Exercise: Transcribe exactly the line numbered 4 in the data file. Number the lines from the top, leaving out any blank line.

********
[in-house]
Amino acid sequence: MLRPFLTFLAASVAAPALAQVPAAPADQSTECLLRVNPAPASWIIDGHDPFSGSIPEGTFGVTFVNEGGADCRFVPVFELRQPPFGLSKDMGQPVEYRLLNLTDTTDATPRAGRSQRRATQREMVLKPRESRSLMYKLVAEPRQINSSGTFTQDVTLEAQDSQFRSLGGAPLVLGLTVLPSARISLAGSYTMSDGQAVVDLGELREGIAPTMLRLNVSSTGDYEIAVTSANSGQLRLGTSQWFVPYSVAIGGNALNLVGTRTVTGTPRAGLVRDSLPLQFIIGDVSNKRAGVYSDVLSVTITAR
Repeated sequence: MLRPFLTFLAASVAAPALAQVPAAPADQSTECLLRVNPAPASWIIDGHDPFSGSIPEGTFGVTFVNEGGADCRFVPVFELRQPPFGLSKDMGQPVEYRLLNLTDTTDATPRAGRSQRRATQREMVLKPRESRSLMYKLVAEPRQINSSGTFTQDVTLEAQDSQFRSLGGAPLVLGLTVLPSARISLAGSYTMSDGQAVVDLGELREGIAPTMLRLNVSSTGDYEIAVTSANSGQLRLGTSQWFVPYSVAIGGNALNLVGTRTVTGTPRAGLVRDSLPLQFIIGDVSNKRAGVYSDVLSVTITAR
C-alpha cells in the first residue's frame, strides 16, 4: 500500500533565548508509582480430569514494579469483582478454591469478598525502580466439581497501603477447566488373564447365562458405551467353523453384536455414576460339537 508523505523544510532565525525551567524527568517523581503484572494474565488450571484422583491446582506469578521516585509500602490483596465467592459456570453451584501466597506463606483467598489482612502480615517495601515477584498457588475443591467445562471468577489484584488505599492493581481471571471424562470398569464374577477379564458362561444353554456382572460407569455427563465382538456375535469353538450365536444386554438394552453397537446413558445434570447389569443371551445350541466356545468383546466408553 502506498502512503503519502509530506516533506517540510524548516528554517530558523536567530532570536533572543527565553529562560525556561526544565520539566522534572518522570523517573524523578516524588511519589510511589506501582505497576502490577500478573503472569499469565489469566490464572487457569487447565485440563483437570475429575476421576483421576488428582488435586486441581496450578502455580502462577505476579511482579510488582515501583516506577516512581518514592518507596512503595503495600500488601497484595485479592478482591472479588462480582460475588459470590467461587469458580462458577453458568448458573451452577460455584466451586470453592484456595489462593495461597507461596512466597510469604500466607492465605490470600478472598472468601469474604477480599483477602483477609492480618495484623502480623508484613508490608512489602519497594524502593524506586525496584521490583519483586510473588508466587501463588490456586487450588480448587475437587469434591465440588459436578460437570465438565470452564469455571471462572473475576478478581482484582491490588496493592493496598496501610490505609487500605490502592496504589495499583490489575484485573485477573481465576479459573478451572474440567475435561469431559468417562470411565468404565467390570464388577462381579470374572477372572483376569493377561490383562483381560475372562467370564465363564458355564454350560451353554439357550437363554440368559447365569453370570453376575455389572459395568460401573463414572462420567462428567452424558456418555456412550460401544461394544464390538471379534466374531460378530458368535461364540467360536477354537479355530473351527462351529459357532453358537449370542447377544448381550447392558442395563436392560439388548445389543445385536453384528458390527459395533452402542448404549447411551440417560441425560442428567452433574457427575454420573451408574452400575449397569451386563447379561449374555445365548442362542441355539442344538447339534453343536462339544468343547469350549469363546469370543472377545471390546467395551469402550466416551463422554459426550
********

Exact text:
C-alpha cells in the first residue's frame, strides 16, 4: 500500500533565548508509582480430569514494579469483582478454591469478598525502580466439581497501603477447566488373564447365562458405551467353523453384536455414576460339537 508523505523544510532565525525551567524527568517523581503484572494474565488450571484422583491446582506469578521516585509500602490483596465467592459456570453451584501466597506463606483467598489482612502480615517495601515477584498457588475443591467445562471468577489484584488505599492493581481471571471424562470398569464374577477379564458362561444353554456382572460407569455427563465382538456375535469353538450365536444386554438394552453397537446413558445434570447389569443371551445350541466356545468383546466408553 502506498502512503503519502509530506516533506517540510524548516528554517530558523536567530532570536533572543527565553529562560525556561526544565520539566522534572518522570523517573524523578516524588511519589510511589506501582505497576502490577500478573503472569499469565489469566490464572487457569487447565485440563483437570475429575476421576483421576488428582488435586486441581496450578502455580502462577505476579511482579510488582515501583516506577516512581518514592518507596512503595503495600500488601497484595485479592478482591472479588462480582460475588459470590467461587469458580462458577453458568448458573451452577460455584466451586470453592484456595489462593495461597507461596512466597510469604500466607492465605490470600478472598472468601469474604477480599483477602483477609492480618495484623502480623508484613508490608512489602519497594524502593524506586525496584521490583519483586510473588508466587501463588490456586487450588480448587475437587469434591465440588459436578460437570465438565470452564469455571471462572473475576478478581482484582491490588496493592493496598496501610490505609487500605490502592496504589495499583490489575484485573485477573481465576479459573478451572474440567475435561469431559468417562470411565468404565467390570464388577462381579470374572477372572483376569493377561490383562483381560475372562467370564465363564458355564454350560451353554439357550437363554440368559447365569453370570453376575455389572459395568460401573463414572462420567462428567452424558456418555456412550460401544461394544464390538471379534466374531460378530458368535461364540467360536477354537479355530473351527462351529459357532453358537449370542447377544448381550447392558442395563436392560439388548445389543445385536453384528458390527459395533452402542448404549447411551440417560441425560442428567452433574457427575454420573451408574452400575449397569451386563447379561449374555445365548442362542441355539442344538447339534453343536462339544468343547469350549469363546469370543472377545471390546467395551469402550466416551463422554459426550